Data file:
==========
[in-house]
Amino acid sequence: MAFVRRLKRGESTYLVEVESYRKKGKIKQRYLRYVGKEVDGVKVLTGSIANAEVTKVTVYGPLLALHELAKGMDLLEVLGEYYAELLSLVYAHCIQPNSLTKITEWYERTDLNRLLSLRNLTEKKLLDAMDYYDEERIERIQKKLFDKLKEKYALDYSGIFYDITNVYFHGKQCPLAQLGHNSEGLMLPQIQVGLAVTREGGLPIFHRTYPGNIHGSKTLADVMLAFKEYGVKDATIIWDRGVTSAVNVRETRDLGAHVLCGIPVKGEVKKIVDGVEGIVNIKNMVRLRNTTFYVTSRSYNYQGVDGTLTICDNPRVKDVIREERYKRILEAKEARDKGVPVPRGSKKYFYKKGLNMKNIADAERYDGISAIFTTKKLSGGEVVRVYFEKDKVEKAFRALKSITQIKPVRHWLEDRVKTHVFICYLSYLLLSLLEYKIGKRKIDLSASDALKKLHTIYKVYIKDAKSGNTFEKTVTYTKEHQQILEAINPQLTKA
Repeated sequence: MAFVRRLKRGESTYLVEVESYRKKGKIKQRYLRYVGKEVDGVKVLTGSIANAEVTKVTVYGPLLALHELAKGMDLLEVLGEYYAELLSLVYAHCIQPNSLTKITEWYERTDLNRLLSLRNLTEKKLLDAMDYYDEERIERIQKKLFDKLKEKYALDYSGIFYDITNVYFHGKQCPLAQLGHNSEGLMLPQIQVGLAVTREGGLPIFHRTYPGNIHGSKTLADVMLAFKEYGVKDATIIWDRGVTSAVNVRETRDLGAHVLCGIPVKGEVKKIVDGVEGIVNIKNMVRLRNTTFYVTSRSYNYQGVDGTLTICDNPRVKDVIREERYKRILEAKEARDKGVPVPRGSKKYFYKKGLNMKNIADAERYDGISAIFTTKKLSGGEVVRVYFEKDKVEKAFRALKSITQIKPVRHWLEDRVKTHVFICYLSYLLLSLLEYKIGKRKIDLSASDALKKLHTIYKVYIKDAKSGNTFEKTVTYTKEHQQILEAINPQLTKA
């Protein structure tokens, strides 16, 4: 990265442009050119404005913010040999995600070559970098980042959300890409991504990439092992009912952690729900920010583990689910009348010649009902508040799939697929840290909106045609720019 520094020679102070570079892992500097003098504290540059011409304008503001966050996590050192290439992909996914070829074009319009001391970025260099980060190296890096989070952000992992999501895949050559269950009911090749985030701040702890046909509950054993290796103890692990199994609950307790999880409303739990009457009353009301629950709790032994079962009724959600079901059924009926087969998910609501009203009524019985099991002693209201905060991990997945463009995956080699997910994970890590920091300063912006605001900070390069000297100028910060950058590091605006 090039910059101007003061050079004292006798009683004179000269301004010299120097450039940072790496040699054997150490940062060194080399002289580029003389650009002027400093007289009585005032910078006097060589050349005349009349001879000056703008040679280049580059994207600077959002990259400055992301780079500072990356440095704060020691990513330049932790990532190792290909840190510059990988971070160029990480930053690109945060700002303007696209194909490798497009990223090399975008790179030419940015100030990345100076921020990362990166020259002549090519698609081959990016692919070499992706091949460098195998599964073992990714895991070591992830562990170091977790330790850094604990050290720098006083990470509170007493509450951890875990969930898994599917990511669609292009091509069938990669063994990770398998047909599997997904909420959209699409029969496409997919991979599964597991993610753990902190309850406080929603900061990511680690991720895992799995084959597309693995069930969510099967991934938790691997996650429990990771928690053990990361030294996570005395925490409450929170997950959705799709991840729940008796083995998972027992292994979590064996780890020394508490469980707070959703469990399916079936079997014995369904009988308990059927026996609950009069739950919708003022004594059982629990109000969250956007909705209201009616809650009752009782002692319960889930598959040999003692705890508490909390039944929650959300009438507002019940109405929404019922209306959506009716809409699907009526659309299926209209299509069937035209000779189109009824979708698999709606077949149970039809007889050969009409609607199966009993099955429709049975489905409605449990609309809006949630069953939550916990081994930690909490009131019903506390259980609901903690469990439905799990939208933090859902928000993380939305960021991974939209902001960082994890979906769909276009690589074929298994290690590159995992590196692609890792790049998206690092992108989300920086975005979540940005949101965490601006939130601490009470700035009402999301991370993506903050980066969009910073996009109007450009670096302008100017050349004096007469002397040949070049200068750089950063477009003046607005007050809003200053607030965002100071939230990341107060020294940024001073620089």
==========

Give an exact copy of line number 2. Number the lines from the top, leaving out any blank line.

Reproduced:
Amino acid sequence: MAFVRRLKRGESTYLVEVESYRKKGKIKQRYLRYVGKEVDGVKVLTGSIANAEVTKVTVYGPLLALHELAKGMDLLEVLGEYYAELLSLVYAHCIQPNSLTKITEWYERTDLNRLLSLRNLTEKKLLDAMDYYDEERIERIQKKLFDKLKEKYALDYSGIFYDITNVYFHGKQCPLAQLGHNSEGLMLPQIQVGLAVTREGGLPIFHRTYPGNIHGSKTLADVMLAFKEYGVKDATIIWDRGVTSAVNVRETRDLGAHVLCGIPVKGEVKKIVDGVEGIVNIKNMVRLRNTTFYVTSRSYNYQGVDGTLTICDNPRVKDVIREERYKRILEAKEARDKGVPVPRGSKKYFYKKGLNMKNIADAERYDGISAIFTTKKLSGGEVVRVYFEKDKVEKAFRALKSITQIKPVRHWLEDRVKTHVFICYLSYLLLSLLEYKIGKRKIDLSASDALKKLHTIYKVYIKDAKSGNTFEKTVTYTKEHQQILEAINPQLTKA